FIFA to ban agents representing player and club in same deal 1 month ago

FIFA to ban agents representing player and club in same deal

Many high-profile agents are angered by the plans

FIFA is planning to prevent agents being able to represent both a club and a player when the player in question earns more than $200,000 a year.

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Confirming the news to The Times, the clamp down on dual representation has caused anger amongst agents all around Europe who are affected by the announcement, with many expected to lose millions of pounds as a result.

One of the leagues most affected would be the Premier League, with one major example being the signing of Paul Pogba for Manchester United, in which agent Mino Raiola represented all three parties involved in the deal, making £41 million for himself as part of the transfer.

The news has been met with anger from several agencies who are now planning to work together and fight the proposal in court. Gareth Bale's agent, Jonathan Barnett - who is the founder of the agency The Stellar Group' - told the Times about the plans the agencies have to fight the battle.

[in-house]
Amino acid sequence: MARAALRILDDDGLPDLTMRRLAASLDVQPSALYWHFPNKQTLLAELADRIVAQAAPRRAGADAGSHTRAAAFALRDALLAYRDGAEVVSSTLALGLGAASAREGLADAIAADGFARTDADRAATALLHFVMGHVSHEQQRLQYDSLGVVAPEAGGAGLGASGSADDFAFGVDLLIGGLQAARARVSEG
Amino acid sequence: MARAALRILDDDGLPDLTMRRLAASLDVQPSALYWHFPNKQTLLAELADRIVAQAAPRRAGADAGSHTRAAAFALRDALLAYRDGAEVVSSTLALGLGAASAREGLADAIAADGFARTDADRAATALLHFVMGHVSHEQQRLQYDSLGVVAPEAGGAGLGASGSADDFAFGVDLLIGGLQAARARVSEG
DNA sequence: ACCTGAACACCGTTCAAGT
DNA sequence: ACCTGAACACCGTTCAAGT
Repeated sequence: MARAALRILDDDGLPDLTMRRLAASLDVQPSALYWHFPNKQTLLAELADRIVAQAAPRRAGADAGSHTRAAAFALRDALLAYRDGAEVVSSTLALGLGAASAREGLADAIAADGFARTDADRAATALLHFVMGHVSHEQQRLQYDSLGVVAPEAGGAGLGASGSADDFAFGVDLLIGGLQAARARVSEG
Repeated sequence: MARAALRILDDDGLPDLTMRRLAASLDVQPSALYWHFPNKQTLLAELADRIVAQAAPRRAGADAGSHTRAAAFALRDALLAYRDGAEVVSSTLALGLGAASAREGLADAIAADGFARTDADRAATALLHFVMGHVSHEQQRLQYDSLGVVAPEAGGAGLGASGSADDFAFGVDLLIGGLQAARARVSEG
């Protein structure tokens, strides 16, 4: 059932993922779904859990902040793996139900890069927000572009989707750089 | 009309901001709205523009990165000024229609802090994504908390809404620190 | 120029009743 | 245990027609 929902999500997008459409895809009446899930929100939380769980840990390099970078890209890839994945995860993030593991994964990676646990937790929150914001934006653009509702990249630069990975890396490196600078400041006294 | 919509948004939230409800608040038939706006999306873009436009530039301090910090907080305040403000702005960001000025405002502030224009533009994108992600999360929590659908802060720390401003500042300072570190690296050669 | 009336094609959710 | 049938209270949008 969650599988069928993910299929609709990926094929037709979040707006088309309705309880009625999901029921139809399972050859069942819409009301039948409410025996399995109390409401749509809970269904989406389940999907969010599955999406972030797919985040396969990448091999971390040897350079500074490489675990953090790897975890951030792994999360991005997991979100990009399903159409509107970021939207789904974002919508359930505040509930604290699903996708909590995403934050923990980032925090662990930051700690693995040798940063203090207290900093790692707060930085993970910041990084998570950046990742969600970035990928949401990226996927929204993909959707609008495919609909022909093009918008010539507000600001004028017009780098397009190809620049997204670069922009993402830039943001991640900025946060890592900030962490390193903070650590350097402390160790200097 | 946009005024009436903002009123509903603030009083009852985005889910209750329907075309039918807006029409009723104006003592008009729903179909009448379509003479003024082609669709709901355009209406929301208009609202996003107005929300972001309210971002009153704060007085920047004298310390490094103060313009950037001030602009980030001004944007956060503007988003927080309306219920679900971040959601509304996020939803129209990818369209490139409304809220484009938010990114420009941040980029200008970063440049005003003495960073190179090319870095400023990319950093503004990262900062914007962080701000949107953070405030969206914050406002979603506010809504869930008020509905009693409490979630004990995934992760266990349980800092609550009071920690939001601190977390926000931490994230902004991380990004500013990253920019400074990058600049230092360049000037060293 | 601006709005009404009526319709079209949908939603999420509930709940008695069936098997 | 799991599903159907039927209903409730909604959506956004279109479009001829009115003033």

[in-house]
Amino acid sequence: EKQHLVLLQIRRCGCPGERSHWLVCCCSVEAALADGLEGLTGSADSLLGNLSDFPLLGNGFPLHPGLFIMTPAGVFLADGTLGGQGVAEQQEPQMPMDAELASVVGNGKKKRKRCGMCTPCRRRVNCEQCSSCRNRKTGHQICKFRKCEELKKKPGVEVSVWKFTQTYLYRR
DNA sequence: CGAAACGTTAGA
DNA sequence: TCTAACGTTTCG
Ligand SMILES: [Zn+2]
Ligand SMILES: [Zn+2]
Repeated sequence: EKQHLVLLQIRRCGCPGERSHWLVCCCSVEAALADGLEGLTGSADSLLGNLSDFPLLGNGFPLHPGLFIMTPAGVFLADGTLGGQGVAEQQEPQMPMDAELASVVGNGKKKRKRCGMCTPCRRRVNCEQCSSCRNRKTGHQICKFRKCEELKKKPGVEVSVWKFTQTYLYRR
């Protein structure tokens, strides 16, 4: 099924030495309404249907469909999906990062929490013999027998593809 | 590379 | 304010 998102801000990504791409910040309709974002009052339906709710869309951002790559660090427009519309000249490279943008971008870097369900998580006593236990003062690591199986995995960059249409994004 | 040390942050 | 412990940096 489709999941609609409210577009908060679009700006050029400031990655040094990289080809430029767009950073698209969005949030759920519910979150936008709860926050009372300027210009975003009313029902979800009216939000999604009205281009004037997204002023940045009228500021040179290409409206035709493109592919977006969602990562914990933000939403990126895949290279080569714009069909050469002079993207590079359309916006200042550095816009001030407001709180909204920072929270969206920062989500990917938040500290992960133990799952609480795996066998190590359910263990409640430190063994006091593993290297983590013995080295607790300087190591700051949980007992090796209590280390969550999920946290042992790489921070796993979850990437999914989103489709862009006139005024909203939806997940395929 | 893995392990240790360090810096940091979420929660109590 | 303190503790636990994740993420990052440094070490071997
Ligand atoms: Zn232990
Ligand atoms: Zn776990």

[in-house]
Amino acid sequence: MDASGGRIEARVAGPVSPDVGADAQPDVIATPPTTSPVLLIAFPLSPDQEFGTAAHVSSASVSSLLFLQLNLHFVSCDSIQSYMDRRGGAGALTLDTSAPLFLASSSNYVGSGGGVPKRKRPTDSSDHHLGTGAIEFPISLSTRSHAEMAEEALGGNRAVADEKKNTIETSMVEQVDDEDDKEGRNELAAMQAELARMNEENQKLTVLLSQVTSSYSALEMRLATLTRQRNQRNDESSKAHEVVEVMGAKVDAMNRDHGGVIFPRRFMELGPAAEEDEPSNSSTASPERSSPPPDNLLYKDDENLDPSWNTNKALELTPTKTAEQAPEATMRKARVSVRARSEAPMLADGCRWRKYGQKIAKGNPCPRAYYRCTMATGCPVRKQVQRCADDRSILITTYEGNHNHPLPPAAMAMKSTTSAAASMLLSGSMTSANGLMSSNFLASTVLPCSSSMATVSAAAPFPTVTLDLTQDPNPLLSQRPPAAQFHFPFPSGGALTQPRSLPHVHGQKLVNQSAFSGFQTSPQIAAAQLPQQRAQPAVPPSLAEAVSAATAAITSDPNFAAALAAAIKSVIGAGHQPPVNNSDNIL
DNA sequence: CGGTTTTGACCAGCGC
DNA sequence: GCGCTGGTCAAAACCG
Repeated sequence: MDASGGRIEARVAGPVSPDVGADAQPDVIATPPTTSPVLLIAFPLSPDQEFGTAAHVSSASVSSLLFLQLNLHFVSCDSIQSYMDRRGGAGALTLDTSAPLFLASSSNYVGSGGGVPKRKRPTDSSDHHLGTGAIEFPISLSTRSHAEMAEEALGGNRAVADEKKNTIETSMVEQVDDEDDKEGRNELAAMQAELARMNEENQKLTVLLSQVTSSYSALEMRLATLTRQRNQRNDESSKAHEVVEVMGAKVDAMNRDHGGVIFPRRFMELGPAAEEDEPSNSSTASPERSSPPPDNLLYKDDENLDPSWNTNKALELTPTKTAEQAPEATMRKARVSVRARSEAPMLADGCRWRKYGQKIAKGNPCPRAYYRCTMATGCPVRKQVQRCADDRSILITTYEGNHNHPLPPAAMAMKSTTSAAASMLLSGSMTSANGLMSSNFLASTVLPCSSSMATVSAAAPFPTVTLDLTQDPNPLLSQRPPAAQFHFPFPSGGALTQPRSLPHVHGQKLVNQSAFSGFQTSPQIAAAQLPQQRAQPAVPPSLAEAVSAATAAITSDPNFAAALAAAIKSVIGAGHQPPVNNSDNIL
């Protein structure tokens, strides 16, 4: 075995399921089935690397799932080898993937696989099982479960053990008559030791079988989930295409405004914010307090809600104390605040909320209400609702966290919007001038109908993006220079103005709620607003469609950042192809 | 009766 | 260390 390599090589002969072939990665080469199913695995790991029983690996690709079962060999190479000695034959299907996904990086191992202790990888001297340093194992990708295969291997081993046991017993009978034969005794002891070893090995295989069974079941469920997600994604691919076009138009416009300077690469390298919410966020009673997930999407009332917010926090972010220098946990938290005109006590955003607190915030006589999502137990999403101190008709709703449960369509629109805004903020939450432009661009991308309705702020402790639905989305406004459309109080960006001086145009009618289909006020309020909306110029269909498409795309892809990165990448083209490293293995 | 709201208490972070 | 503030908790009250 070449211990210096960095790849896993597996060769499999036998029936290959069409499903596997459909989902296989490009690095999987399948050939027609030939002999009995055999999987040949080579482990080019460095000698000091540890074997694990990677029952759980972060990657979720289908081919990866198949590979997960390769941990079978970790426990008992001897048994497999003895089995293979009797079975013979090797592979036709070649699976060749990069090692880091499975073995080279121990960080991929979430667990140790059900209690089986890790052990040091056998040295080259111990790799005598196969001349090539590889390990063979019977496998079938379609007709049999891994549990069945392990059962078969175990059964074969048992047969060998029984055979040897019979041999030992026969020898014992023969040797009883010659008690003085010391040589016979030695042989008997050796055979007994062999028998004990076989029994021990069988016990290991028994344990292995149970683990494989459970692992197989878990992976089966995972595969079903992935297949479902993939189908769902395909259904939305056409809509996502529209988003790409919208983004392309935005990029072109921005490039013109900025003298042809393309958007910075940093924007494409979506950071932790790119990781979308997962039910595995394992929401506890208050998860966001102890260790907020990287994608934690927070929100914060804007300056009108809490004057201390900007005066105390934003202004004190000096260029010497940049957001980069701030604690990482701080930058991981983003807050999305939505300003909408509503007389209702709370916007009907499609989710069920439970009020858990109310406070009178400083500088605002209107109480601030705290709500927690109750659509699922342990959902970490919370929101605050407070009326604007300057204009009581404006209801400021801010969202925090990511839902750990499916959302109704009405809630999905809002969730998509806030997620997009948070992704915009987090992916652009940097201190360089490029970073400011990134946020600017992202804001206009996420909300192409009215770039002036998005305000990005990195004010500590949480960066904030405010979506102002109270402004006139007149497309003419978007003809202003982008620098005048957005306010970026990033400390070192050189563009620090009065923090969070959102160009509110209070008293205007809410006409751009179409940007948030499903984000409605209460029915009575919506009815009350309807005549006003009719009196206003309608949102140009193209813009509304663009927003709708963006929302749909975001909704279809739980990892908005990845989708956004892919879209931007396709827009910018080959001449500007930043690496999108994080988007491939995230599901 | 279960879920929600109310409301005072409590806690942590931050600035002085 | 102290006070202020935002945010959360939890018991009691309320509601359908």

He said: “We will see them in the courts all around Europe.

“If they want to sit down and talk to us properly then we are happy to do that. They know nothing about what agents do and they are writing a set of rules without proper consultation. How can that be correct? Which other industry would let that happen."

Barnett then went on to defend the concept of dual representation and that the priority of the agent is their player's welfare.

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“It’s for separate work," Barnett said.

"An agent gets paid to look after a player, and if he does work for a club some of the payment is working for that. The most important thing is the player has to be 100% aware of it and that’s what we do. The player knows our commission and if they are happy with that we do the deals.”

A similar dispute has been ongoing in the Rugby Premiership after clubs agreed to stop paying agents' fees on behalf of the players, which has seen player recruitment and contract negotiations put on hold until a solution is found.

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